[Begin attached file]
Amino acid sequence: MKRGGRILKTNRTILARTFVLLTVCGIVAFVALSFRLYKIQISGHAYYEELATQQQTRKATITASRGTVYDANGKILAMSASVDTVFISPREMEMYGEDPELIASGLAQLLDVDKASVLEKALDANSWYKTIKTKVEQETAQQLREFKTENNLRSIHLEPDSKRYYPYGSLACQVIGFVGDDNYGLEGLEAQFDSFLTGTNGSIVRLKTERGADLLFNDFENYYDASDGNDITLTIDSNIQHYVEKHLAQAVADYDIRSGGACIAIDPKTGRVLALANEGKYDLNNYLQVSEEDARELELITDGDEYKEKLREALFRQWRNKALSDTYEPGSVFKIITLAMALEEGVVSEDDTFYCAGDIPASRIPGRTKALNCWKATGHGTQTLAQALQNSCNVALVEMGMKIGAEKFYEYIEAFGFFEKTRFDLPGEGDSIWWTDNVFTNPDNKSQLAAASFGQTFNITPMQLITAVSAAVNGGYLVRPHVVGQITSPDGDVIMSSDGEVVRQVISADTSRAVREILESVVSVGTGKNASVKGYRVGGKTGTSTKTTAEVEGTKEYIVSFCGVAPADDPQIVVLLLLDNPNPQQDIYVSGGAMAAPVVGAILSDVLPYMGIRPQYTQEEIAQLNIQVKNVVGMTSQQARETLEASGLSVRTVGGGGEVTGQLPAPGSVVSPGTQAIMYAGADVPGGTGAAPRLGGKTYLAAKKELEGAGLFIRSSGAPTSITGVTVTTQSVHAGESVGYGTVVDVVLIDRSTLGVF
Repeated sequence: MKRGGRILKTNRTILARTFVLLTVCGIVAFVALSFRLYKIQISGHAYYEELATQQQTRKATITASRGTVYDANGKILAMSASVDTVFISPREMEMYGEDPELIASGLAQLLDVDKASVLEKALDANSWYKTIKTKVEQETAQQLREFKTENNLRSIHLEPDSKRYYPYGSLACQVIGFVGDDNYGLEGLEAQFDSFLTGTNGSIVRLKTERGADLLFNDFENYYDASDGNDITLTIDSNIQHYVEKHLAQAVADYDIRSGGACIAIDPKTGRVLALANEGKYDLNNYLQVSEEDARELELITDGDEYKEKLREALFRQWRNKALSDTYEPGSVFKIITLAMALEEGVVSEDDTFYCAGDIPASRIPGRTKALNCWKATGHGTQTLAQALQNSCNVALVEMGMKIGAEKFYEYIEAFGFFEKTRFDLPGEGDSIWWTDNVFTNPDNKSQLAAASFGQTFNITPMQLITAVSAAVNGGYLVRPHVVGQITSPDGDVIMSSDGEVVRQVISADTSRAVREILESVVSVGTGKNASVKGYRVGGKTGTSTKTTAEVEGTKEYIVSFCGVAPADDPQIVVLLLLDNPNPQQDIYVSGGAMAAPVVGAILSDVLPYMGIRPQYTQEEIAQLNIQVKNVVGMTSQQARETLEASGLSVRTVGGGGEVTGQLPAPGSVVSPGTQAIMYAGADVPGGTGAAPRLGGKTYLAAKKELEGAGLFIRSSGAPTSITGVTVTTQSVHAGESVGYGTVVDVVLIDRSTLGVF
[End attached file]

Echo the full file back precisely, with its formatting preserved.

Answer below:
Amino acid sequence: MKRGGRILKTNRTILARTFVLLTVCGIVAFVALSFRLYKIQISGHAYYEELATQQQTRKATITASRGTVYDANGKILAMSASVDTVFISPREMEMYGEDPELIASGLAQLLDVDKASVLEKALDANSWYKTIKTKVEQETAQQLREFKTENNLRSIHLEPDSKRYYPYGSLACQVIGFVGDDNYGLEGLEAQFDSFLTGTNGSIVRLKTERGADLLFNDFENYYDASDGNDITLTIDSNIQHYVEKHLAQAVADYDIRSGGACIAIDPKTGRVLALANEGKYDLNNYLQVSEEDARELELITDGDEYKEKLREALFRQWRNKALSDTYEPGSVFKIITLAMALEEGVVSEDDTFYCAGDIPASRIPGRTKALNCWKATGHGTQTLAQALQNSCNVALVEMGMKIGAEKFYEYIEAFGFFEKTRFDLPGEGDSIWWTDNVFTNPDNKSQLAAASFGQTFNITPMQLITAVSAAVNGGYLVRPHVVGQITSPDGDVIMSSDGEVVRQVISADTSRAVREILESVVSVGTGKNASVKGYRVGGKTGTSTKTTAEVEGTKEYIVSFCGVAPADDPQIVVLLLLDNPNPQQDIYVSGGAMAAPVVGAILSDVLPYMGIRPQYTQEEIAQLNIQVKNVVGMTSQQARETLEASGLSVRTVGGGGEVTGQLPAPGSVVSPGTQAIMYAGADVPGGTGAAPRLGGKTYLAAKKELEGAGLFIRSSGAPTSITGVTVTTQSVHAGESVGYGTVVDVVLIDRSTLGVF
Repeated sequence: MKRGGRILKTNRTILARTFVLLTVCGIVAFVALSFRLYKIQISGHAYYEELATQQQTRKATITASRGTVYDANGKILAMSASVDTVFISPREMEMYGEDPELIASGLAQLLDVDKASVLEKALDANSWYKTIKTKVEQETAQQLREFKTENNLRSIHLEPDSKRYYPYGSLACQVIGFVGDDNYGLEGLEAQFDSFLTGTNGSIVRLKTERGADLLFNDFENYYDASDGNDITLTIDSNIQHYVEKHLAQAVADYDIRSGGACIAIDPKTGRVLALANEGKYDLNNYLQVSEEDARELELITDGDEYKEKLREALFRQWRNKALSDTYEPGSVFKIITLAMALEEGVVSEDDTFYCAGDIPASRIPGRTKALNCWKATGHGTQTLAQALQNSCNVALVEMGMKIGAEKFYEYIEAFGFFEKTRFDLPGEGDSIWWTDNVFTNPDNKSQLAAASFGQTFNITPMQLITAVSAAVNGGYLVRPHVVGQITSPDGDVIMSSDGEVVRQVISADTSRAVREILESVVSVGTGKNASVKGYRVGGKTGTSTKTTAEVEGTKEYIVSFCGVAPADDPQIVVLLLLDNPNPQQDIYVSGGAMAAPVVGAILSDVLPYMGIRPQYTQEEIAQLNIQVKNVVGMTSQQARETLEASGLSVRTVGGGGEVTGQLPAPGSVVSPGTQAIMYAGADVPGGTGAAPRLGGKTYLAAKKELEGAGLFIRSSGAPTSITGVTVTTQSVHAGESVGYGTVVDVVLIDRSTLGVF